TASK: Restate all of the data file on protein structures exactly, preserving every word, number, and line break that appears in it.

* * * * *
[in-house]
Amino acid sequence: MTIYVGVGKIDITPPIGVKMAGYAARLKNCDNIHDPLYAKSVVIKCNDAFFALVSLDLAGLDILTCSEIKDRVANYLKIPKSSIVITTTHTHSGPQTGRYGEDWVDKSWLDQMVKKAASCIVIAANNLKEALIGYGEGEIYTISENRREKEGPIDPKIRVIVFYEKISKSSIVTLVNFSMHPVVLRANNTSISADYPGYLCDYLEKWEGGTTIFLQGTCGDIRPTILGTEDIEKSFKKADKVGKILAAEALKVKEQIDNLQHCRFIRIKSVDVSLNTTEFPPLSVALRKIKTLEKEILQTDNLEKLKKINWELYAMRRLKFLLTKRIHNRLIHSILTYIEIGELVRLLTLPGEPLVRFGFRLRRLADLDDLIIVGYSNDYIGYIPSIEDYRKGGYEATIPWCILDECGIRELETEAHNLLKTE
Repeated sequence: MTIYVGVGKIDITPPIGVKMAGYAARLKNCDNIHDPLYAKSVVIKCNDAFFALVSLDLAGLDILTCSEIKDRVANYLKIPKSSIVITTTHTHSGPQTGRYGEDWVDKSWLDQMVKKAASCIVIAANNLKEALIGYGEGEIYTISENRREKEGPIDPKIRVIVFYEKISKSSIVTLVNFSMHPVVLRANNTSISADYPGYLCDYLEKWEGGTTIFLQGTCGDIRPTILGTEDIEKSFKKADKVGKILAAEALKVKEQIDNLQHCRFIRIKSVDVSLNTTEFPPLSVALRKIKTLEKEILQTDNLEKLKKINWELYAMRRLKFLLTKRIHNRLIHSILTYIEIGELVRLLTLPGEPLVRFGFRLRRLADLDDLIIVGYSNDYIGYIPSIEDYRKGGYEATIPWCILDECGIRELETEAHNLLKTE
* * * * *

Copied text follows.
[in-house]
Amino acid sequence: MTIYVGVGKIDITPPIGVKMAGYAARLKNCDNIHDPLYAKSVVIKCNDAFFALVSLDLAGLDILTCSEIKDRVANYLKIPKSSIVITTTHTHSGPQTGRYGEDWVDKSWLDQMVKKAASCIVIAANNLKEALIGYGEGEIYTISENRREKEGPIDPKIRVIVFYEKISKSSIVTLVNFSMHPVVLRANNTSISADYPGYLCDYLEKWEGGTTIFLQGTCGDIRPTILGTEDIEKSFKKADKVGKILAAEALKVKEQIDNLQHCRFIRIKSVDVSLNTTEFPPLSVALRKIKTLEKEILQTDNLEKLKKINWELYAMRRLKFLLTKRIHNRLIHSILTYIEIGELVRLLTLPGEPLVRFGFRLRRLADLDDLIIVGYSNDYIGYIPSIEDYRKGGYEATIPWCILDECGIRELETEAHNLLKTE
Repeated sequence: MTIYVGVGKIDITPPIGVKMAGYAARLKNCDNIHDPLYAKSVVIKCNDAFFALVSLDLAGLDILTCSEIKDRVANYLKIPKSSIVITTTHTHSGPQTGRYGEDWVDKSWLDQMVKKAASCIVIAANNLKEALIGYGEGEIYTISENRREKEGPIDPKIRVIVFYEKISKSSIVTLVNFSMHPVVLRANNTSISADYPGYLCDYLEKWEGGTTIFLQGTCGDIRPTILGTEDIEKSFKKADKVGKILAAEALKVKEQIDNLQHCRFIRIKSVDVSLNTTEFPPLSVALRKIKTLEKEILQTDNLEKLKKINWELYAMRRLKFLLTKRIHNRLIHSILTYIEIGELVRLLTLPGEPLVRFGFRLRRLADLDDLIIVGYSNDYIGYIPSIEDYRKGGYEATIPWCILDECGIRELETEAHNLLKTE